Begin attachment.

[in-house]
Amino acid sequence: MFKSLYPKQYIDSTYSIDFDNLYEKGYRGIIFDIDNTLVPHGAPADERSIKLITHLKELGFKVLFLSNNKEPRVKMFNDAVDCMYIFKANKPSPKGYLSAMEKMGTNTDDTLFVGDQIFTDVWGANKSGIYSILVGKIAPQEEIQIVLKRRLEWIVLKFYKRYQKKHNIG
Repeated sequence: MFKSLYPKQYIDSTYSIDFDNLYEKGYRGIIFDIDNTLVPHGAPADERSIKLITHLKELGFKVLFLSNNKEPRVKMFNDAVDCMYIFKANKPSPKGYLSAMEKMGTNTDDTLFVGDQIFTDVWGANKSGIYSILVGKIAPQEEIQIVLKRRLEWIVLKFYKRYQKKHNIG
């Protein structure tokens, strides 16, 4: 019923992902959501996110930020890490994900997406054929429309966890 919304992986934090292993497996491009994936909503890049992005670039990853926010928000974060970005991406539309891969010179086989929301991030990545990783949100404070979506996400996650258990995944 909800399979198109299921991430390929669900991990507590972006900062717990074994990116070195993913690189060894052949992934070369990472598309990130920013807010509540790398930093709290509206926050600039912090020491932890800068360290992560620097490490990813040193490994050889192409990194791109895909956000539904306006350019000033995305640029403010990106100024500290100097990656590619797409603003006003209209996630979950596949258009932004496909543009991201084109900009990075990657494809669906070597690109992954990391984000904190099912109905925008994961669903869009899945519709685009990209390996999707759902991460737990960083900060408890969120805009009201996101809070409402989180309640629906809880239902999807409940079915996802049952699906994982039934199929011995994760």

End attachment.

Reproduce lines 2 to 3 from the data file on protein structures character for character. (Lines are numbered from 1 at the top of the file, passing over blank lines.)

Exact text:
Amino acid sequence: MFKSLYPKQYIDSTYSIDFDNLYEKGYRGIIFDIDNTLVPHGAPADERSIKLITHLKELGFKVLFLSNNKEPRVKMFNDAVDCMYIFKANKPSPKGYLSAMEKMGTNTDDTLFVGDQIFTDVWGANKSGIYSILVGKIAPQEEIQIVLKRRLEWIVLKFYKRYQKKHNIG
Repeated sequence: MFKSLYPKQYIDSTYSIDFDNLYEKGYRGIIFDIDNTLVPHGAPADERSIKLITHLKELGFKVLFLSNNKEPRVKMFNDAVDCMYIFKANKPSPKGYLSAMEKMGTNTDDTLFVGDQIFTDVWGANKSGIYSILVGKIAPQEEIQIVLKRRLEWIVLKFYKRYQKKHNIG